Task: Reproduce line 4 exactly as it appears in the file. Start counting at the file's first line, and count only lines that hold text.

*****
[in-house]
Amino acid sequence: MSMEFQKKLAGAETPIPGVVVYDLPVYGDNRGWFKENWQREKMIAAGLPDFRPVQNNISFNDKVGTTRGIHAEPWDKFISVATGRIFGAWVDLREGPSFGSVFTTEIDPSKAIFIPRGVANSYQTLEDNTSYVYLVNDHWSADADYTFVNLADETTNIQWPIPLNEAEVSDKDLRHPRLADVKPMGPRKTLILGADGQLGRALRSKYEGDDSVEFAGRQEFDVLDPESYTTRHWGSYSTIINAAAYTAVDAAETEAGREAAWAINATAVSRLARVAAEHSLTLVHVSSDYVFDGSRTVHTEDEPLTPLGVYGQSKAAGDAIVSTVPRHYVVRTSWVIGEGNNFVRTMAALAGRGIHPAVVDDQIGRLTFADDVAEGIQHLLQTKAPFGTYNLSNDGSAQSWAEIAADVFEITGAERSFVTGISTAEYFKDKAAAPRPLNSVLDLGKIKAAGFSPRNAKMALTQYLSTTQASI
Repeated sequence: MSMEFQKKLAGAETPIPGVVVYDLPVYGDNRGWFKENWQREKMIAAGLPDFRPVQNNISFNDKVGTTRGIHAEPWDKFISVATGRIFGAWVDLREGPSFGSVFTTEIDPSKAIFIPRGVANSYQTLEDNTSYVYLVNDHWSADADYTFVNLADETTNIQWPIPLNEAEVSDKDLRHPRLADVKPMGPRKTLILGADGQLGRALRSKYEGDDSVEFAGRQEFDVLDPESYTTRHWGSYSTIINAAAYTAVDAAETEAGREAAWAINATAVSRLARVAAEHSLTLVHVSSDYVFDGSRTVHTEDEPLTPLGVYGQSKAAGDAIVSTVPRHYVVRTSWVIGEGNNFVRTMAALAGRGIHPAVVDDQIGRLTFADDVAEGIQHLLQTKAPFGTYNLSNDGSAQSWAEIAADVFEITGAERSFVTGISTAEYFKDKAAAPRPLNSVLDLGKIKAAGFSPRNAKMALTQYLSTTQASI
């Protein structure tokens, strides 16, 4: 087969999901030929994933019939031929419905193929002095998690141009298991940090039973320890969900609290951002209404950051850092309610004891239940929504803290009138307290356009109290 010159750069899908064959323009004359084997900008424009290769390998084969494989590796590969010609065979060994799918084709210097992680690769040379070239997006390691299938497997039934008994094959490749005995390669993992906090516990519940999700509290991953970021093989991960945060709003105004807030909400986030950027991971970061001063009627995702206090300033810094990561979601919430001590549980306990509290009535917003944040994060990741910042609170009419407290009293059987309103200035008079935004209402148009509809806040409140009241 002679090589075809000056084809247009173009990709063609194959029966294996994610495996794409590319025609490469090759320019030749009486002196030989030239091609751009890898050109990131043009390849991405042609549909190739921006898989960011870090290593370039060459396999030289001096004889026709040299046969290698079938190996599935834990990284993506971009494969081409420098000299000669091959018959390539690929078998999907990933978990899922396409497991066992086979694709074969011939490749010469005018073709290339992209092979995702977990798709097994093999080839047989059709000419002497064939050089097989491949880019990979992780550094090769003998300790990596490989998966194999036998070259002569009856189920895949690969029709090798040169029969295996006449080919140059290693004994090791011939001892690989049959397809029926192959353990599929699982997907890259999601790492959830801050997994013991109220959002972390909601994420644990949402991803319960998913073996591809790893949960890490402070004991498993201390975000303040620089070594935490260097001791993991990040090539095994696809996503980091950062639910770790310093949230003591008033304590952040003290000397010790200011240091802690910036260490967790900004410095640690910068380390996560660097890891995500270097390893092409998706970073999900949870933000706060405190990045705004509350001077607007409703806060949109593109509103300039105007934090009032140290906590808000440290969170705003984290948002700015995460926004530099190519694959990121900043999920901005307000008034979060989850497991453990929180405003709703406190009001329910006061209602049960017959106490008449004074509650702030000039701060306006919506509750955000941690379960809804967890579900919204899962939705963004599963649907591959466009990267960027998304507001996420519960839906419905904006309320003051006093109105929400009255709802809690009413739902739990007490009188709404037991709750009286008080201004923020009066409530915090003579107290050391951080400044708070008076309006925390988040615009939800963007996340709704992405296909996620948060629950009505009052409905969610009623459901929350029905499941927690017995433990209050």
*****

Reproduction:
């Protein structure tokens, strides 16, 4: 087969999901030929994933019939031929419905193929002095998690141009298991940090039973320890969900609290951002209404950051850092309610004891239940929504803290009138307290356009109290 010159750069899908064959323009004359084997900008424009290769390998084969494989590796590969010609065979060994799918084709210097992680690769040379070239997006390691299938497997039934008994094959490749005995390669993992906090516990519940999700509290991953970021093989991960945060709003105004807030909400986030950027991971970061001063009627995702206090300033810094990561979601919430001590549980306990509290009535917003944040994060990741910042609170009419407290009293059987309103200035008079935004209402148009509809806040409140009241 002679090589075809000056084809247009173009990709063609194959029966294996994610495996794409590319025609490469090759320019030749009486002196030989030239091609751009890898050109990131043009390849991405042609549909190739921006898989960011870090290593370039060459396999030289001096004889026709040299046969290698079938190996599935834990990284993506971009494969081409420098000299000669091959018959390539690929078998999907990933978990899922396409497991066992086979694709074969011939490749010469005018073709290339992209092979995702977990798709097994093999080839047989059709000419002497064939050089097989491949880019990979992780550094090769003998300790990596490989998966194999036998070259002569009856189920895949690969029709090798040169029969295996006449080919140059290693004994090791011939001892690989049959397809029926192959353990599929699982997907890259999601790492959830801050997994013991109220959002972390909601994420644990949402991803319960998913073996591809790893949960890490402070004991498993201390975000303040620089070594935490260097001791993991990040090539095994696809996503980091950062639910770790310093949230003591008033304590952040003290000397010790200011240091802690910036260490967790900004410095640690910068380390996560660097890891995500270097390893092409998706970073999900949870933000706060405190990045705004509350001077607007409703806060949109593109509103300039105007934090009032140290906590808000440290969170705003984290948002700015995460926004530099190519694959990121900043999920901005307000008034979060989850497991453990929180405003709703406190009001329910006061209602049960017959106490008449004074509650702030000039701060306006919506509750955000941690379960809804967890579900919204899962939705963004599963649907591959466009990267960027998304507001996420519960839906419905904006309320003051006093109105929400009255709802809690009413739902739990007490009188709404037991709750009286008080201004923020009066409530915090003579107290050391951080400044708070008076309006925390988040615009939800963007996340709704992405296909996620948060629950009505009052409905969610009623459901929350029905499941927690017995433990209050």